Quite simply, by learning how people search, Google can better identify what it is people are looking for, displaying the right results and delivering user satisfaction. To now be at the front of these results we need to think about how we carry out keyword research and the content we write.
- Google is constantly learning: Search engines are now far more advanced in how they identify the relevance of web pages and how content is then matched with a particular user’s search intent. This means keyword research must change, with Google no longer needing to be spoon fed, as search engines may have done in the past.
- SEOs have to change as well: RankBrain and the growing understanding that Google has of certain search types now means marketers can become more clever in the way they optimise their content. Keyword stuffing is long gone already, but we should continue to look to diversify the content we write. We can now comprehensively cover a concept or topic in the best interest of the user, with a growing confidence that Google is now far more aware of how searchers are behaving and the relevance of certain sites.
- We also have to unlearn!: Traditionally keyword research would have been carried out with the aim of identifying a group of ‘core’ keywords your page should target. However, Google adapts and search behaviour changes (conversational search changing how we ask questions online). Just like with the content we write, we also need to examine the way we carry out keyword research, grouping keywords into concepts that can be targeted is now vital, as a core group of keywords will only get you so far. If you aren’t covering a particular topic in detail in a way that has been written for brains, both human and RankBrain, you may come unstuck.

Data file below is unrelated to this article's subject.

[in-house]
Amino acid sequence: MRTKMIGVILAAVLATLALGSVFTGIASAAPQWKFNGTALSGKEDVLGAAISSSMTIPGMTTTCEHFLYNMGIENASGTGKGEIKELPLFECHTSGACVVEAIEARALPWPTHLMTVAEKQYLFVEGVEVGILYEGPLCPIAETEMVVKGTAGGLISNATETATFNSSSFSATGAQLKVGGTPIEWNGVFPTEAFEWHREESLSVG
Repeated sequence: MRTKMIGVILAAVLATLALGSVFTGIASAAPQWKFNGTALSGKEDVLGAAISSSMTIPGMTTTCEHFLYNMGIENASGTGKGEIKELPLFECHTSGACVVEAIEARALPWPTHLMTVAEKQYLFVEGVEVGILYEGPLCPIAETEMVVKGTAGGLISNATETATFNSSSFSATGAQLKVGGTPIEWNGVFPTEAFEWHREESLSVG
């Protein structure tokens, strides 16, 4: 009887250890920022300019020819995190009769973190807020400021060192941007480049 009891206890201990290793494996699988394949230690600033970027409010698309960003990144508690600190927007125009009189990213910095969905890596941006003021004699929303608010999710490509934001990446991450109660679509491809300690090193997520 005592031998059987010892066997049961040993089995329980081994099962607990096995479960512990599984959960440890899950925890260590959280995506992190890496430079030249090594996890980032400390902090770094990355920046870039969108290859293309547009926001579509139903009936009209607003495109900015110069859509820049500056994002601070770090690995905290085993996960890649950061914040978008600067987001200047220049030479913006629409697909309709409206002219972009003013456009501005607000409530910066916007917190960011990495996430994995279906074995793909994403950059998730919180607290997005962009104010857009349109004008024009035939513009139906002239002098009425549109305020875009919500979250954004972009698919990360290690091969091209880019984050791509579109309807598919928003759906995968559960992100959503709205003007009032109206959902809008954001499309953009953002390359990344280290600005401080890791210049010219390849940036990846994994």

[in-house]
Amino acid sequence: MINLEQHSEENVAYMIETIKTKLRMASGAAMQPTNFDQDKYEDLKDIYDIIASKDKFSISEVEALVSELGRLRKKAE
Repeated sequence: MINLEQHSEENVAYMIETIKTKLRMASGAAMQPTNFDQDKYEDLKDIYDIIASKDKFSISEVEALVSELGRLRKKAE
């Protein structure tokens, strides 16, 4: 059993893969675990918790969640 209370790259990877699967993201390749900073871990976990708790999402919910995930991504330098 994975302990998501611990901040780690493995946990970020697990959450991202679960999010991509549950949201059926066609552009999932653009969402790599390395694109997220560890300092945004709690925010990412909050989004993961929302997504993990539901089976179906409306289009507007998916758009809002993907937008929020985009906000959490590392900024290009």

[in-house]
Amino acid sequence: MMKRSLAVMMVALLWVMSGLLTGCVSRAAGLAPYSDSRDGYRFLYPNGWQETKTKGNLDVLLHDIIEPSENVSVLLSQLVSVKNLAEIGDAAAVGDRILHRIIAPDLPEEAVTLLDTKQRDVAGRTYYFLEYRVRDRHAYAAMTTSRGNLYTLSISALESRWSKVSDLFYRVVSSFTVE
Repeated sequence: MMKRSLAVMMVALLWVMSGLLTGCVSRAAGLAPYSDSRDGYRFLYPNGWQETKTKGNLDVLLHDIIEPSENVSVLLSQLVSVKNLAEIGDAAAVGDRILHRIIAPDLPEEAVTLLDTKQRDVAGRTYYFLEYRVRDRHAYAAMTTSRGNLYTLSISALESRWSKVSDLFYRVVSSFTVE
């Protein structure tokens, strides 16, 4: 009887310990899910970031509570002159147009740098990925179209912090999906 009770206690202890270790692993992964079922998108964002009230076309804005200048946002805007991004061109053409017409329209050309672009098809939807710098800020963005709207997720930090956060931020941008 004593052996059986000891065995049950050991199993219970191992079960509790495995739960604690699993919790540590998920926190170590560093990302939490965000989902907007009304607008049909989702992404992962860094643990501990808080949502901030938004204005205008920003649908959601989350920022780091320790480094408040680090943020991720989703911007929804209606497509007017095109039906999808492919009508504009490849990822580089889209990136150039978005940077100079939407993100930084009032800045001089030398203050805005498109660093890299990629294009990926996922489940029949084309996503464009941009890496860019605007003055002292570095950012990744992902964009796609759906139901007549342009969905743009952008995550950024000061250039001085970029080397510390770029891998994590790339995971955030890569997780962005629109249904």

Dominic Woodman - ‘How to Get Insight From Your Logs (and Start Using All That Free Google Data)’
Dominic Woodman, one of Distilled’s top consultants, spoke at SearchLove about a topic many people in the industry have never considered - logs. There was a lot of actionable insights to take from his talk but we have tried to pick a few key ones here:
- You can do many things with your log files including, diagnosing crawling & indexation issues, prioritising tasks by finding out what Google cares about most, and spotting bugs & viewing overall site health.